Herbalists have been using liquorice to soothe chest and throat complaints since the third century BC. It is used in the treatment of asthma, bronchitis, throat problems, colds and coughs. Liquorice contains anti-viral compounds that induce the release of interferon, the bodies own anti-viral constituents. It is an expectorant* and anti-inflammatory making it excellent for stubborn coughs and lung infections. As well as being a soothing herb, liquorice tastes nice! Large doses can act as a laxative.

*expectorant: promoting the secretion, liquefaction or expulsion of sputum (mass or salivary matter ejected from the mouth) from the respiratory passages.

Sage is a traditional remedy of long standing for soothing sore throats as it has antiseptic and anti-bacterial properties. For an inflamed throat and hoarseness use a hot sage infusion or gargle with a sage, apple cider vinegar and honey mix. In feverish conditions, sage is very cooling. Take as a tea or tincture.

Peppermint is a valuable expectorant* in the treatment of bronchitis, colds and flu. It reduces fevers by inducing sweating and cooling the body. It is also a painkiller for headaches and some migraines. It is a soothing decongestant and makes an effective inhalation for clearing blocked sinuses.

Other herbs which will assist in combating and relieving colds are:

Lemon Balm: Lemon Balm tea promotes sweating. This is good for feverish colds as it helps to eliminate the toxins from the body.

Blackberry: More commonly know as Bramble. The fruit is rich in vitamin C. The leaves can be used to make a cleansing tea, or make a poultice from fresh, lightly boiled leaves.

Borage: A versatile herb, borage promotes sweating and has expectorant* properties, both of which are beneficial for feverish, chesty colds.

Catnip: Catnip or Catmint, promotes perspiration and a hot infusion is good for feverish colds and flu’s. Catnip is also a muscle relaxant and mild sedative so will help to induce sleep.

Cinnamon: Will stop vomiting and relieve feelings of nausea. Take as a tea. Cinnamon oil also had anti-bacterial properties.

Fenugreek: Has expectorant qualities. It is anti-inflammatory, antiseptic and soothing. It can ease coughs and sore throats.

Juniper: Steam inhalations of Juniper is beneficial for relieving congestion in coughs and colds. Add a few drops of the oil to hot boiled water, place your face over the bowl, cover with a towel, and inhale the steam.

Lemon: Lemons are a rich source of vitamin c, and taken hot in a hot lemon and honey drink, is a traditional remedy for colds and sore throats.

Yarrow: Yarrow has anti-inflammatory properties, and a hot yarrow tea will promote sweating. Many herbalists consider yarrow to be one of the principle herbal remedies for fever, feverish colds and flu. It is often taken in combination with elderflower and peppermint. Or try adding a strong infusion of yarrow and camomile to a warm bath.


9 Tips to Treat Colds and Flu the ‘Natural’ Way

No. 1: Blow Your Nose Often — and the Right Way
It’s important to blow your nose regularly when you have a cold rather than sniffling mucus back into your head. But when you blow hard, pressure can cause an earache. The best way to blow your nose: Press a finger over one nostril while you blow gently to clear the other. Wash your hands after blowing your nose.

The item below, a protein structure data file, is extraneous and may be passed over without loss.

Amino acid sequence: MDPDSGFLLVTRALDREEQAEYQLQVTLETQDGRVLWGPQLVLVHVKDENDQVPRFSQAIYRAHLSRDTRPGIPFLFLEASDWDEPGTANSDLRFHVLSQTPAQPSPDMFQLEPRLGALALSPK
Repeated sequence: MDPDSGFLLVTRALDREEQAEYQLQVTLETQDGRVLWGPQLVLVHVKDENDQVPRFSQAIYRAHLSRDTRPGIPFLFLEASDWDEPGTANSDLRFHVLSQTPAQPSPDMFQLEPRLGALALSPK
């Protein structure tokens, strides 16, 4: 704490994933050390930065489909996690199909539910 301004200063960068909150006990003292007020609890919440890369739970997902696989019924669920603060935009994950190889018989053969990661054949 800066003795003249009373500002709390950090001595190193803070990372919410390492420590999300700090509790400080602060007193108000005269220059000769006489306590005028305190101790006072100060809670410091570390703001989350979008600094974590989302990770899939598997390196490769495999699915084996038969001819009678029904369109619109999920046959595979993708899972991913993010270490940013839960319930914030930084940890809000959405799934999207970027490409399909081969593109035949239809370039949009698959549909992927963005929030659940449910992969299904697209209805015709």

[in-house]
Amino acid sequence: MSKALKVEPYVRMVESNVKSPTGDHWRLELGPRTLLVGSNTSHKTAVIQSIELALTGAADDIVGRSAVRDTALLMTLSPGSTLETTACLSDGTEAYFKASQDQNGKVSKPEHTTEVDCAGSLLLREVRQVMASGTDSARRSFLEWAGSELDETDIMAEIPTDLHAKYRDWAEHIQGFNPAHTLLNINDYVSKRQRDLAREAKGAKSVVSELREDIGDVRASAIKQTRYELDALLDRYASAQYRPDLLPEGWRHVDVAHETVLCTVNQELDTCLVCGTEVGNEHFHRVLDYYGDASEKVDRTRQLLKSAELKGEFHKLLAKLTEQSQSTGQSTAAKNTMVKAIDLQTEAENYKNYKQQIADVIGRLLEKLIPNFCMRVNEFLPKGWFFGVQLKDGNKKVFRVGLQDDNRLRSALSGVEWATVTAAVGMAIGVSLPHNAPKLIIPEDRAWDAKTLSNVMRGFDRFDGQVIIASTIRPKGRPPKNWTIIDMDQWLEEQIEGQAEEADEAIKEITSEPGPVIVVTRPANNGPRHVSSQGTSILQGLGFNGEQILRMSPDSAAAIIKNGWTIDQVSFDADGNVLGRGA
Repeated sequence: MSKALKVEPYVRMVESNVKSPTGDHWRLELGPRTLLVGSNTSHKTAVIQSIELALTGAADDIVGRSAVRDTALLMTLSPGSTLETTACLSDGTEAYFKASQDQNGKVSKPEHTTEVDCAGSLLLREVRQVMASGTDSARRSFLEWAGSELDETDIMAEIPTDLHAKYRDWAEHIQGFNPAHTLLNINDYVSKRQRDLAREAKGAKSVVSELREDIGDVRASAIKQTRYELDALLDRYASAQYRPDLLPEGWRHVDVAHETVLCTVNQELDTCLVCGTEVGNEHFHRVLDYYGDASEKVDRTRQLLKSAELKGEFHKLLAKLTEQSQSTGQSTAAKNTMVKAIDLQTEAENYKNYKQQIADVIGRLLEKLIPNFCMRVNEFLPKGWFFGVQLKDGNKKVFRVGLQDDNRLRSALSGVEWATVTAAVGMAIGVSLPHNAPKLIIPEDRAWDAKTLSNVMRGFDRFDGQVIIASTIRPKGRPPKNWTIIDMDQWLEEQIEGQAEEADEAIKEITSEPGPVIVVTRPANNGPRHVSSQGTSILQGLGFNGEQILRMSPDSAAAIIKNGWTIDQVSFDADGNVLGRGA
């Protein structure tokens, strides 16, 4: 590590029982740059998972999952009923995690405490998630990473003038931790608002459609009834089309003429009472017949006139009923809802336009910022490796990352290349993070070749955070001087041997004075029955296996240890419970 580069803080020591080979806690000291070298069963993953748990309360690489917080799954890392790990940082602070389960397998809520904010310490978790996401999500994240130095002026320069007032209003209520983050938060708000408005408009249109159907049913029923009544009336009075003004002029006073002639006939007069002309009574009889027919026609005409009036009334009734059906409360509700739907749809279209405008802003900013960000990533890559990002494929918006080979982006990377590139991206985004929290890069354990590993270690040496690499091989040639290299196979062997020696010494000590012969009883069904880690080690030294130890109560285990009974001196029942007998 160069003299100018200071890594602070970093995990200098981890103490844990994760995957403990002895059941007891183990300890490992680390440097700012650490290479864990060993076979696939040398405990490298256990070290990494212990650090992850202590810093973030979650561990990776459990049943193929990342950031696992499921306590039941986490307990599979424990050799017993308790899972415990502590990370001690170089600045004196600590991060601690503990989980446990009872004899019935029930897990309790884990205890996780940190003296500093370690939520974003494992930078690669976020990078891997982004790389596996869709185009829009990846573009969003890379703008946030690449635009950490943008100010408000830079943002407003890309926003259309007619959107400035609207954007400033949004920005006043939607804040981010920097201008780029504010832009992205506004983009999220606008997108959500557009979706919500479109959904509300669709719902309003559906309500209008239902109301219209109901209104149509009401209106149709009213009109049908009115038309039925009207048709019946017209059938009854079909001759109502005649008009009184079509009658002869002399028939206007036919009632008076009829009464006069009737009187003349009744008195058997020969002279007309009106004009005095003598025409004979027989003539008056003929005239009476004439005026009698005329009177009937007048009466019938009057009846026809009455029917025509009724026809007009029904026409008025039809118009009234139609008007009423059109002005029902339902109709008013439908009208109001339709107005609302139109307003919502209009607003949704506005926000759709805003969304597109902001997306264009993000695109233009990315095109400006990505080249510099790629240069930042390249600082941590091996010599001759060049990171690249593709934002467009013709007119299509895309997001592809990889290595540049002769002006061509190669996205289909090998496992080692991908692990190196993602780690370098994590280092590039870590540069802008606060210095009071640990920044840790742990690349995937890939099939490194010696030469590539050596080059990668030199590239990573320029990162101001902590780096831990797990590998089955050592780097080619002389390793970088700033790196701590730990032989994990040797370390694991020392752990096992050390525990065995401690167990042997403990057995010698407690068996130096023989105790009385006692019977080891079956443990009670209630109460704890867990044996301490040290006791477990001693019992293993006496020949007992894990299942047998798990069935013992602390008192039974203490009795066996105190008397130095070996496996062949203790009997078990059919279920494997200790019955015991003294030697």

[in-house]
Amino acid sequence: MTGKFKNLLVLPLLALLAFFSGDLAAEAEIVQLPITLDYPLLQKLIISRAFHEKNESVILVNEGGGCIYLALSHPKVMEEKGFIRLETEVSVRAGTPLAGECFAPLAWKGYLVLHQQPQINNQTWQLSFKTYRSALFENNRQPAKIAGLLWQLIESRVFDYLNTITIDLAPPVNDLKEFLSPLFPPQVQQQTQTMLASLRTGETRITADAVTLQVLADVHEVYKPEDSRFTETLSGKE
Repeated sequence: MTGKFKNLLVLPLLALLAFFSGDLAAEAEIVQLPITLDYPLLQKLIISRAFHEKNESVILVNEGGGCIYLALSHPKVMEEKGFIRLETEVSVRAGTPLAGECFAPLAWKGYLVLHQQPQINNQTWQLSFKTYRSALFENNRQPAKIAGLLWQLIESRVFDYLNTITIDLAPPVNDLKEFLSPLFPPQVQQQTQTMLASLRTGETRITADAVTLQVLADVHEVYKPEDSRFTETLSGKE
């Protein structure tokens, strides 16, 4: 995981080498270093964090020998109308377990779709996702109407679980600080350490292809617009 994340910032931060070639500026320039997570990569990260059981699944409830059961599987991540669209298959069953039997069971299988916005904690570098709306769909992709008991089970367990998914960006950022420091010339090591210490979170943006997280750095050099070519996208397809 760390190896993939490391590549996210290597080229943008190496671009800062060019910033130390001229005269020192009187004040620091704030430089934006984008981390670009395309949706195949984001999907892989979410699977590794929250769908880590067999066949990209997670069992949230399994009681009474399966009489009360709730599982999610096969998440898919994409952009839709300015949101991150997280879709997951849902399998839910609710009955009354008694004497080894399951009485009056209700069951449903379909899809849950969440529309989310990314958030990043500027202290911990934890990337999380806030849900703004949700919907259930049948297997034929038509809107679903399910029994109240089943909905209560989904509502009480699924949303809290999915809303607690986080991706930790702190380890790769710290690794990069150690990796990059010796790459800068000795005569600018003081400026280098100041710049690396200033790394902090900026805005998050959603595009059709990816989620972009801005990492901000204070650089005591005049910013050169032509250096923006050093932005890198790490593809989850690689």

No. 2: Stay Rested
Resting when you first come down with a cold or the flu helps your body direct its energy toward the immune battle. This battle taxes the body. So give it a little help by lying down under a blanket.

No. 3: Gargle
Gargling can moisten a sore throat and bring temporary relief. Try a teaspoon of salt dissolved in warm water, four times daily. To reduce the tickle in your throat, try an astringent gargle — such as tea that contains tannin — to tighten the membranes. Or use a thick, viscous gargle made with honey, popular in folk medicine. Steep one tablespoon of raspberry leaves or lemon juice in two cups of hot water; mix with one teaspoon of honey. Let the mixture cool to room temperature before gargling. Honey should never be given to children less than 1 year old.

No. 4: Drink Hot Liquids
Hot liquids relieve nasal congestion, help prevent dehydration, and can soothe the uncomfortably inflamed membranes that line your nose and throat.

No. 5: Take a Steamy Shower
Steamy showers moisturize your nasal passages and relax you. If you’re dizzy from the flu, run a steamy shower while you sit on a chair nearby and take a sponge bath.

No. 6: Use a Salve Under Your Nose
A small dab of mentholated salve under your nose can open breathing passages and help soothe the irritated skin at the base of the nose. Menthol, eucalyptus and camphor all have mild numbing ingredients that may help relieve the pain of a nose rubbed raw.

No. 7: Apply Hot or Cold Packs Around Your Congested Sinuses
Either temperature may help you feel more comfortable. You can buy reusable hot or cold packs at a drugstore. Or make your own. Take a damp washcloth and heat it for 55 seconds in a microwave (test the temperature first to make sure it’s right for you.) Or take a small bag of frozen peas to use as a cold pack.

No. 8: Sleep With an Extra Pillow Under Your Head
This will help with the drainage of nasal passages. If the angle is too awkward, try placing the pillows between the mattress and the box springs to create a more gradual slope.

No. 9: Don’t Fly Unless Necessary
There’s no point adding stress to your already stressed-out upper respiratory system, and that’s what the change in air pressure will do. Flying with cold or flu congestion can hurt your eardrums as a result of pressure changes during takeoff and landing. If you must fly, use a decongestant and carry a nasal spray with you to use just before takeoff and landing. Chewing gum and swallowing frequently can also help relieve pressure.

Remember, serious conditions can masquerade as the common cold and a mild infection can evolve into something more serious. If you have severe symptoms or are feeling sicker with each passing day, see a doctor.